This adaptation has forgettable characters, a bad story and all the qualities usually associated with a Saturday morning cartoon from decades ago.
There must be something about fighting games that encourages directors, producers and actors to keep making movies based on them. Is it the relatable characters? Is it the fact that fighting games have always been popular? Or is it that they are easy to translate to the big screen? Regardless of the answer, the Art of Fighting has its own anime special that came out in the early 90s. Unfortunately, this adaptation has forgettable characters, a bad story and all the qualities usually associated with a Saturday morning cartoon from decades ago.
The movie starts as the two protagonists try to catch a cat so that they can claim the reward money, but they end up in someone else’s apartment and witness a murder. Apparently, the thugs who commit the crime are after an expensive gem and they think Robert Garcia and Ryo Kazahaki stole the precious stone from them and they intend to do everything they can to get back the treasure, including kidnapping Ryo’s sister. What these criminals don’t know is that Ryo owns a karate dojo, so he’ll be using martial arts to bring down the criminal organization and save his sister.
As you’d expect, the story’s a lazy excuse so that the main characters can fight again and again, The only thing in this movie’s favor is that there isn’t a competition (such as a martial arts tournament) which is what most movies based on fighting games end up using. But apart from the fact that they enjoy fighting, we don’t know anything about the characters which is a problem. Underdeveloped characters isn’t a new problem for these type of movies, but there’s nothing original or inventive about the story either. This is reflected by the myriad clichés: the helpless woman who’s kidnapped, the careless and charming protagonists who go and save her, the angry detective, the gorgeous blond whose only purpose is to seduce one of the protagonists, the greedy crime lord who’s only interested in precious stones and the list goes on and on.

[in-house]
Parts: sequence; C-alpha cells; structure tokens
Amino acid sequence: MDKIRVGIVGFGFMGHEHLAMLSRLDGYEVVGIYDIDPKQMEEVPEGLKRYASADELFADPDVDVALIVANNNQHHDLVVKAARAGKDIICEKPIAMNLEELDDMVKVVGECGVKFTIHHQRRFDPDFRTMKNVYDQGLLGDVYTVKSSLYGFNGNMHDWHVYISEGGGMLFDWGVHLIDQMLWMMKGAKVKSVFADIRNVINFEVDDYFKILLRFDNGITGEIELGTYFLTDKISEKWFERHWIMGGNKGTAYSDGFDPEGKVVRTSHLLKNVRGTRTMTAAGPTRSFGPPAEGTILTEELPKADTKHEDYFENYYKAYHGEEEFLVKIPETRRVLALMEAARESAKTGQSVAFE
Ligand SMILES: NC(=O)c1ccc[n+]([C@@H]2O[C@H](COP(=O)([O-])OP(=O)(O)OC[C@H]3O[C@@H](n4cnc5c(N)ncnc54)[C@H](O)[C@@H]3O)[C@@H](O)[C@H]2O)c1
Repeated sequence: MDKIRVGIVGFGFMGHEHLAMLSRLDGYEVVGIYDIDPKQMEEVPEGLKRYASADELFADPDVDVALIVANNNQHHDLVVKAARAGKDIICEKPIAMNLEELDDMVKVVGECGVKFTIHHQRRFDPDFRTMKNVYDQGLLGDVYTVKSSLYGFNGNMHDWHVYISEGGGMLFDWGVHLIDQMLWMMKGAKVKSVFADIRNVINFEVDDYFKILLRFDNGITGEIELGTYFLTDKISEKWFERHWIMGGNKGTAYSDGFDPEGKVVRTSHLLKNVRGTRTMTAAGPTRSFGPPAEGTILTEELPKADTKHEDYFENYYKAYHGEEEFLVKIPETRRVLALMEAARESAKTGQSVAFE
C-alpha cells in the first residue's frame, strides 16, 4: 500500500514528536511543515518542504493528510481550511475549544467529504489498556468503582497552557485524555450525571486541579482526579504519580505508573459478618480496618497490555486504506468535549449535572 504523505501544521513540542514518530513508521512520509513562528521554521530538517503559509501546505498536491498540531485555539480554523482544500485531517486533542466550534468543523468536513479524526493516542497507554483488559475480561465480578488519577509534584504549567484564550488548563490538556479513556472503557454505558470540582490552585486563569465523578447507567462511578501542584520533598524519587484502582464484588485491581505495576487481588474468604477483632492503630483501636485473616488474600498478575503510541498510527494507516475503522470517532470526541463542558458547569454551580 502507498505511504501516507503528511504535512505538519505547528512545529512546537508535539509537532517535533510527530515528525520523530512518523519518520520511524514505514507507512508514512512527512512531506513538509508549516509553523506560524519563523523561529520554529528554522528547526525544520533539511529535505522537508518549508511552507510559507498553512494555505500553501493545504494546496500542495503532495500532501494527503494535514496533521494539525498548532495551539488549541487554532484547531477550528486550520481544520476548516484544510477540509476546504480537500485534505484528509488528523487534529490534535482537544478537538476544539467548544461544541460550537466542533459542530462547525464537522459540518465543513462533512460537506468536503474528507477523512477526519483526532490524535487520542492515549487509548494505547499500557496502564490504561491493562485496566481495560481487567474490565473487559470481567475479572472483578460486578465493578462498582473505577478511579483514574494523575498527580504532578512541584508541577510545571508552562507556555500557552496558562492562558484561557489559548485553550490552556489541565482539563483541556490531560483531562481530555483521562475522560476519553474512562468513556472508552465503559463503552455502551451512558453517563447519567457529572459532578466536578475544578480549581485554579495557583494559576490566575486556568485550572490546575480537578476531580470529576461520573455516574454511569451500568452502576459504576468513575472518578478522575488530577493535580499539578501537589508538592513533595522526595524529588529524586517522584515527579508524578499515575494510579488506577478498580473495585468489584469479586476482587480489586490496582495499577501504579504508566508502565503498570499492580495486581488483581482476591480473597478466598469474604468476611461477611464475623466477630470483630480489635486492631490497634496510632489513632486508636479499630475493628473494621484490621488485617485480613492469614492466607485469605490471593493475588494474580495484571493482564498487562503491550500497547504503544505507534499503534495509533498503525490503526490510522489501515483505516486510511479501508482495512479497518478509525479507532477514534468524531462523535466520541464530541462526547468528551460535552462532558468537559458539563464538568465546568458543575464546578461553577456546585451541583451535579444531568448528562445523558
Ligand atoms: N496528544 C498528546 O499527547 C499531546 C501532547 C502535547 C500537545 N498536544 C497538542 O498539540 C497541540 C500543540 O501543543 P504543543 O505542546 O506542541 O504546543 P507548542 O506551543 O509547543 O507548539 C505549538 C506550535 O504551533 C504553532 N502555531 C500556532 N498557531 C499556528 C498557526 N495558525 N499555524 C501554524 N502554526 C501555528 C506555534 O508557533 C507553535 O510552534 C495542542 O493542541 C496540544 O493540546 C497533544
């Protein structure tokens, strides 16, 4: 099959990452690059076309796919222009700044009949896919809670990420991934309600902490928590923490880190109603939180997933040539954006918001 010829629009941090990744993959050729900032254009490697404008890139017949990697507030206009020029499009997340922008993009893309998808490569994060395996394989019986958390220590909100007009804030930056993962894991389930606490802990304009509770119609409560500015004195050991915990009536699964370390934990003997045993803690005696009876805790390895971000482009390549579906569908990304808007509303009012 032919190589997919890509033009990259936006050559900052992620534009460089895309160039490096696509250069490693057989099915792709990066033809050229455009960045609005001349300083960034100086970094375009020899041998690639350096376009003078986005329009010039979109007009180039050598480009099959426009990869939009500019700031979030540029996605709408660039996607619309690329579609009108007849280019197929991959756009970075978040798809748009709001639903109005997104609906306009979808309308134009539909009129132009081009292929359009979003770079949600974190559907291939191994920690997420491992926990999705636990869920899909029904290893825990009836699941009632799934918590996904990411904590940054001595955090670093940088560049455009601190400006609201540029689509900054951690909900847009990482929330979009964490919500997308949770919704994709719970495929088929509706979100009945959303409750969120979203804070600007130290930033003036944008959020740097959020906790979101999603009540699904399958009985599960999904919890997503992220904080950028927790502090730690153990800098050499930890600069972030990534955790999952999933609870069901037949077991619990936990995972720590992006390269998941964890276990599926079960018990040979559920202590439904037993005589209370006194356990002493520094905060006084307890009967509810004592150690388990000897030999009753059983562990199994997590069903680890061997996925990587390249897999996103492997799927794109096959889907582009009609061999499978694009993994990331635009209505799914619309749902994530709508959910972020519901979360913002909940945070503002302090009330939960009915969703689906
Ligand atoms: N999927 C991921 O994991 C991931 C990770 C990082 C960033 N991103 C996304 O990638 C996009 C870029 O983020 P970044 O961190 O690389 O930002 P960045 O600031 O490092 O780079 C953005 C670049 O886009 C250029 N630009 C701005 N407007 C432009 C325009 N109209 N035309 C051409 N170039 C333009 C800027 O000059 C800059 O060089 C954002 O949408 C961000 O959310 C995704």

To a certain extent, it’s unfair to criticize a movie like the Art of Fighting for its clichés and unoriginal plot. After all, this animated movie came out in the early 90’s and was aimed at a younger audience, so naturally, watching it decades later you’ll notice problems. But this animated episode is so poorly made that it’s hard to ignore the choppy animation, poorly choreographed fighting scenes, horrendous voice acting and uninspired art. The only things I can say in its favor is that this movie isn’t a big time commitment (it’s just 45 minutes long), the plot doesn’t introduce dozens of characters and there aren’t obscure references to the games.
As it’s usually the case with video games movies, recommending it comes down to your familiarity with the source material. But in this case, make sure you keep your expectations in check if you decide to watch it. Only people with a soft spot for 90s anime and Saturday morning cartoons can enjoy this Art of Fighting special.